One doggone good idea for teaching kids about money

Bernadette, her son Aaron, and their dogs

Bernadette Dorman decided the best way to teach her 9-year-old son Aaron how to be responsible with money was for him to earn some cash himself.

Two years later, the 11-year-old is a miniature entrepreneur with his own dog biscuit business.

Best of all, mom says, he’s saving more and spending less.

This is a far cry from the slippery slope the family had been on, when she basically “bought him everything he touched.”

“I noticed that he would just go to the store, like what was on the box and take it to the counter,” says Dorman, 49, an executive recruiter in Chicago.

The final straw was a collection of Japanese battle toys that he had to have, because all of this friends did.

They weren’t expensive, she says, but there were so many of them. Dorman put her foot down and told him: “Mom and Dad’s money is for education, for the roof over your head, for the food that you eat, for museums, for books, for time that we spend together. It’s not for buying all these toys.”

Aaron was taken aback when Dorman suggested he put the toys on his Hanukah or birthday lists and wait it out. He also dismissed the idea of doing chores around the house so he could buy them himself.

Suddenly, it hit her: “I’m raising someone who’s going to be 16 and expect a new car every year,” she says.

Through her job, Dorman has noticed people who had jobs earlier in life seemed more focused with their money and in their careers.

So she talked Aaron about starting his own business during his summer break.

His first idea was to wash windows for neighbors. But he could only reach the bottom half of the window, leaving Dorman to do most of the work.

Dorman vetoed a lemonade stand, sensing that she’d be making the lemonade and cleaning up the mess, as well as cookies, because too many kids have allergies.

“I thought of dog biscuits because we have two dogs, and we know everyone in the neighborhood who has one,” Dorman says.

And, with a little prompting, Aaron came up with the dog biscuit idea on his own.

Dog biscuit success story

Aaron was definitely on to something when he set out to join the $55 billion-a-year pet industry. Here's what we're expected to spend on our furry (and feathered and scaled) friends this year:

  • $21.2 billion for food
  • $12.6 billion for supplies and OTC medicines
  • $14.2 billion for veterinary care
  • $2.3 billion to purchase live pets
  • $4.5 for grooming and boarding

(He initially proposed a dog-walking venture, with mom cleaning up after the pooches a key part of the business plan. “Mom refused,” Dorman says.)

After researching recipes online, Dorman found a canine cookbook with a biscuit cutter for about $10 at Whole Foods Market.

She and Aaron chose the simplest one, and the family took a Saturday to make their first batch. Dad — Jeff Dorman, an attorney — pitched in by kneading the dough.

Aaron priced them at 25 cents each, or five for a dollar, and set off for the neighborhood park with his mom.

“Enough dogs gobbled them down to know that we had a winning recipe,” Dorman says.

(Since the family’s Japanese Chin and shih tzu, Sparky and Ollie, will eat anything, they were not considered to be reliable taste testers.)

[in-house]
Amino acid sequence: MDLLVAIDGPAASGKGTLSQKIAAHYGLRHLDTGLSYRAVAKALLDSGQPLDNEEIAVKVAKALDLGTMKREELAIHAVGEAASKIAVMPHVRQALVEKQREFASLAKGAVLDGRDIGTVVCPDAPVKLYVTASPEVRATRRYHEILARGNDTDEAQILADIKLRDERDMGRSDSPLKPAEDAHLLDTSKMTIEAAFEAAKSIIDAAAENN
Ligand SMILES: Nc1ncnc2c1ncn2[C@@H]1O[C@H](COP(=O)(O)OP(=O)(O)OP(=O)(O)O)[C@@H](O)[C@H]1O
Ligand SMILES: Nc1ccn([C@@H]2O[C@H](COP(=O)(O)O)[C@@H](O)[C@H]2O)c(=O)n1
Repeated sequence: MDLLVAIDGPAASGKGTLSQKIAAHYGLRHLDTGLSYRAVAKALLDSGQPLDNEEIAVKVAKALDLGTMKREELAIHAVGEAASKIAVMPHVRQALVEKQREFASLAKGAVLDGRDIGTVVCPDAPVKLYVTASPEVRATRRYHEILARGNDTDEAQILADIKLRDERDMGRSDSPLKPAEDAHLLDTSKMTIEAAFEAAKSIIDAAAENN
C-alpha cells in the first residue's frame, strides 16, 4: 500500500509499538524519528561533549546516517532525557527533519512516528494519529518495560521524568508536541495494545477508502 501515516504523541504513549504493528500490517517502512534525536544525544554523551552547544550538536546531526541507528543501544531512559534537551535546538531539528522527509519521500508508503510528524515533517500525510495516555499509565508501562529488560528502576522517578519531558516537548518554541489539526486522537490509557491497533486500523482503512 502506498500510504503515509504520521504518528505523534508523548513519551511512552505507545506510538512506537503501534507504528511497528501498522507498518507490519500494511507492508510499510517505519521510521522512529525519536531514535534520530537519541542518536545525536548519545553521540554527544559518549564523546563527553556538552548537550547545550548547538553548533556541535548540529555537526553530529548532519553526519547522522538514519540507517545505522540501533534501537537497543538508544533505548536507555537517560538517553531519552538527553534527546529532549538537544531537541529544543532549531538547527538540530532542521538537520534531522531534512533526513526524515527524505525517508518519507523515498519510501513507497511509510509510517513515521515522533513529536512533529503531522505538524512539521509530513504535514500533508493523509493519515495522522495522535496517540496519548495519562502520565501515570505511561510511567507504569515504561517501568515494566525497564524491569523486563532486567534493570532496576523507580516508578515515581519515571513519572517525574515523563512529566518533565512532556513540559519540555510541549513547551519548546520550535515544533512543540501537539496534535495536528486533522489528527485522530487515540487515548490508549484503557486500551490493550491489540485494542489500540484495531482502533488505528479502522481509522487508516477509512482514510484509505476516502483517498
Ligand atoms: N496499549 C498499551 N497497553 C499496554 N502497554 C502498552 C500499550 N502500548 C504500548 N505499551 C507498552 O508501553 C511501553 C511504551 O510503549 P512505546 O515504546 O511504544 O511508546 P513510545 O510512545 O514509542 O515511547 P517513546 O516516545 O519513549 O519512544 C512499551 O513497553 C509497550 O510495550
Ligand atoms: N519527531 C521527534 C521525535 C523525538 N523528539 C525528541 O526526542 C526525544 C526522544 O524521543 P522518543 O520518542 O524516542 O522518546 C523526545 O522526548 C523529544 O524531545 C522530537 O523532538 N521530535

Dorman then ordered her son a personalized “Aaron’s Biscuits” hat, and he began offering samples to neighborhood dog owners they crossed paths with while walking Sparky and Ollie.

All of this generated enough interest to justify creating an order form, business cards and an email address so that sales could be booked electronically.

Dorman requires that Aaron put half of his profits in a savings account, and the two go to the bank once a month.

“He knows the tellers there, and they know him,” she says. “He has two secret passwords to his account.”

The other half of what Aaron makes goes directly into his pocket, and he's allowed to spend it as he wishes.

But he doesn’t.

“He is surprisingly frugal,” Dorman says. “Now he understands how much it takes to make $20.”

Aaron never even bought any of those battle figures he was so desperate to have.

He’s now in the habit of putting toys and games he wants on an Amazon wish list and then reviewing those items when he’s accumulated enough cash.

His mom says he’s more likely to buy board games that he can play with family and friends.

Dorman only allows Aaron to take email orders during the school year, when his focus should be on homework. She reminds him to send customers a new order form the first of every month.

But back in February, Aaron began talking about restarting park sales this summer and adding to the $400 in his savings account.

“The more they take the lead and own the experience, the more they want to repeat the experience,” Dorman says.

Dorman’s tips for teaching kids about money:

Develop a financial routine. Dorman believes their once-a-month bank deposit ritual is helping Aaron develop a good habit.

Help kids find an interesting way to make money. Aaron loves dogs, which is why his biscuit business continues to thrive. “If you have a passion for something, you do whatever brings you closer to that passion. Now, the biscuits are tied into meeting more dogs.”

Don’t forget charity. When he delivers biscuits, Aaron also picks up unwanted toys and pet food from his customers and delivers the items to dogs in need at city shelters.